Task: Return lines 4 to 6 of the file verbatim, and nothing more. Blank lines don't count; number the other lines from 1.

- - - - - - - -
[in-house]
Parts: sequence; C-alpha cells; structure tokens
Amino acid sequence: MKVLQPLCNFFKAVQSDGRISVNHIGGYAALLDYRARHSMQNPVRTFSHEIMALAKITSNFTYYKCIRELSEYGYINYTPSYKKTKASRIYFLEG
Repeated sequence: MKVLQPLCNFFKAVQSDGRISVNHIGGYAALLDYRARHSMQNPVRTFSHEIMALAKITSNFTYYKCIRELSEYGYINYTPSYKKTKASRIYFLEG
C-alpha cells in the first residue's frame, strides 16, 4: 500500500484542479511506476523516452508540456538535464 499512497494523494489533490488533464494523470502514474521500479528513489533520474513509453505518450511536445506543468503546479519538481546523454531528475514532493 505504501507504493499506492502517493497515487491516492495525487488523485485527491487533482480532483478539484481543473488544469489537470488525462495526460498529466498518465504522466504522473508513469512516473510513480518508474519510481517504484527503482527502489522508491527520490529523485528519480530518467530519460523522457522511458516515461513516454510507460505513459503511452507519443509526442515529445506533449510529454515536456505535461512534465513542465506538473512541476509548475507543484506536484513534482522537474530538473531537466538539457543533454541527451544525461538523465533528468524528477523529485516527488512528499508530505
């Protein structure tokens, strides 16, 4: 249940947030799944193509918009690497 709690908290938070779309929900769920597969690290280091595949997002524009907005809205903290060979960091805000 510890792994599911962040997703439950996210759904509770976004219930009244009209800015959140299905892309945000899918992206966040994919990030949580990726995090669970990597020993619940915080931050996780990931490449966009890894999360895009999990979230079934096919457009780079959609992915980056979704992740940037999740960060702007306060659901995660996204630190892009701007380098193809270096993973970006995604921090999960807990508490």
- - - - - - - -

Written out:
Repeated sequence: MKVLQPLCNFFKAVQSDGRISVNHIGGYAALLDYRARHSMQNPVRTFSHEIMALAKITSNFTYYKCIRELSEYGYINYTPSYKKTKASRIYFLEG
C-alpha cells in the first residue's frame, strides 16, 4: 500500500484542479511506476523516452508540456538535464 499512497494523494489533490488533464494523470502514474521500479528513489533520474513509453505518450511536445506543468503546479519538481546523454531528475514532493 505504501507504493499506492502517493497515487491516492495525487488523485485527491487533482480532483478539484481543473488544469489537470488525462495526460498529466498518465504522466504522473508513469512516473510513480518508474519510481517504484527503482527502489522508491527520490529523485528519480530518467530519460523522457522511458516515461513516454510507460505513459503511452507519443509526442515529445506533449510529454515536456505535461512534465513542465506538473512541476509548475507543484506536484513534482522537474530538473531537466538539457543533454541527451544525461538523465533528468524528477523529485516527488512528499508530505
């Protein structure tokens, strides 16, 4: 249940947030799944193509918009690497 709690908290938070779309929900769920597969690290280091595949997002524009907005809205903290060979960091805000 510890792994599911962040997703439950996210759904509770976004219930009244009209800015959140299905892309945000899918992206966040994919990030949580990726995090669970990597020993619940915080931050996780990931490449966009890894999360895009999990979230079934096919457009780079959609992915980056979704992740940037999740960060702007306060659901995660996204630190892009701007380098193809270096993973970006995604921090999960807990508490």